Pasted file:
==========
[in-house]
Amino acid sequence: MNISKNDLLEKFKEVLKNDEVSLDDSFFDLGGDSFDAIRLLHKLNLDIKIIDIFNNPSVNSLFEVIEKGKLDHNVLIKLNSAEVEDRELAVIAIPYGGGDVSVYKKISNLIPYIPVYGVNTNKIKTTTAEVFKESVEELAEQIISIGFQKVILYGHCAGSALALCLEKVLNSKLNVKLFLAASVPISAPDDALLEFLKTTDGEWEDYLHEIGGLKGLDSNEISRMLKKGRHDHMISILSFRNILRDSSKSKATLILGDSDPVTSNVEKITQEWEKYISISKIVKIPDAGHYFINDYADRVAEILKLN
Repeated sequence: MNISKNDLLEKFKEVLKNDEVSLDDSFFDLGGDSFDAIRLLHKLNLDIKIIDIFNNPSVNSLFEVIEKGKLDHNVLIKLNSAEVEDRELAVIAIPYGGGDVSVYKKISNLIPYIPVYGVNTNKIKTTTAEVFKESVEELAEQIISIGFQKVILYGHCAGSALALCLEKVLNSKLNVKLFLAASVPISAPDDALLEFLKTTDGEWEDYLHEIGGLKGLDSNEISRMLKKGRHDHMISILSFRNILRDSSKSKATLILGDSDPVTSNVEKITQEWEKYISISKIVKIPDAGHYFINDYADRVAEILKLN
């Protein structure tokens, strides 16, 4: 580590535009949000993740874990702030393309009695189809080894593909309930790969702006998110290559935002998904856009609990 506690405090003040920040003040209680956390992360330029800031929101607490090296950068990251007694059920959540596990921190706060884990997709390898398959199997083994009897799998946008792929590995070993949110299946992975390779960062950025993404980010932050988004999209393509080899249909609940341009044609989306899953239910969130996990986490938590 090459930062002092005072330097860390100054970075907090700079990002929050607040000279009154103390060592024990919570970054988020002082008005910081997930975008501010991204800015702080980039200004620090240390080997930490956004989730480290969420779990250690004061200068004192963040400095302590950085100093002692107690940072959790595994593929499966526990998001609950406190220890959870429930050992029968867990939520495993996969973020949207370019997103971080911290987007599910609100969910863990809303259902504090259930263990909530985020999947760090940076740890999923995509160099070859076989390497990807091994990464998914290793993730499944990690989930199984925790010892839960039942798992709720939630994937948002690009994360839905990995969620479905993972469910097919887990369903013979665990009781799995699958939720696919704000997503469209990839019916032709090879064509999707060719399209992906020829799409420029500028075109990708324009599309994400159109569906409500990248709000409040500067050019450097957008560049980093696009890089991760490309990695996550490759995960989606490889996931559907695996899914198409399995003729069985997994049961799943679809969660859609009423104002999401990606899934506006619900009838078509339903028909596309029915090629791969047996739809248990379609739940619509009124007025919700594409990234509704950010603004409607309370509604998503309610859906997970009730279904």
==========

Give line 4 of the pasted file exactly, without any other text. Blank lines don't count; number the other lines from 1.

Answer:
């Protein structure tokens, strides 16, 4: 580590535009949000993740874990702030393309009695189809080894593909309930790969702006998110290559935002998904856009609990 506690405090003040920040003040209680956390992360330029800031929101607490090296950068990251007694059920959540596990921190706060884990997709390898398959199997083994009897799998946008792929590995070993949110299946992975390779960062950025993404980010932050988004999209393509080899249909609940341009044609989306899953239910969130996990986490938590 090459930062002092005072330097860390100054970075907090700079990002929050607040000279009154103390060592024990919570970054988020002082008005910081997930975008501010991204800015702080980039200004620090240390080997930490956004989730480290969420779990250690004061200068004192963040400095302590950085100093002692107690940072959790595994593929499966526990998001609950406190220890959870429930050992029968867990939520495993996969973020949207370019997103971080911290987007599910609100969910863990809303259902504090259930263990909530985020999947760090940076740890999923995509160099070859076989390497990807091994990464998914290793993730499944990690989930199984925790010892839960039942798992709720939630994937948002690009994360839905990995969620479905993972469910097919887990369903013979665990009781799995699958939720696919704000997503469209990839019916032709090879064509999707060719399209992906020829799409420029500028075109990708324009599309994400159109569906409500990248709000409040500067050019450097957008560049980093696009890089991760490309990695996550490759995960989606490889996931559907695996899914198409399995003729069985997994049961799943679809969660859609009423104002999401990606899934506006619900009838078509339903028909596309029915090629791969047996739809248990379609739940619509009124007025919700594409990234509704950010603004409607309370509604998503309610859906997970009730279904």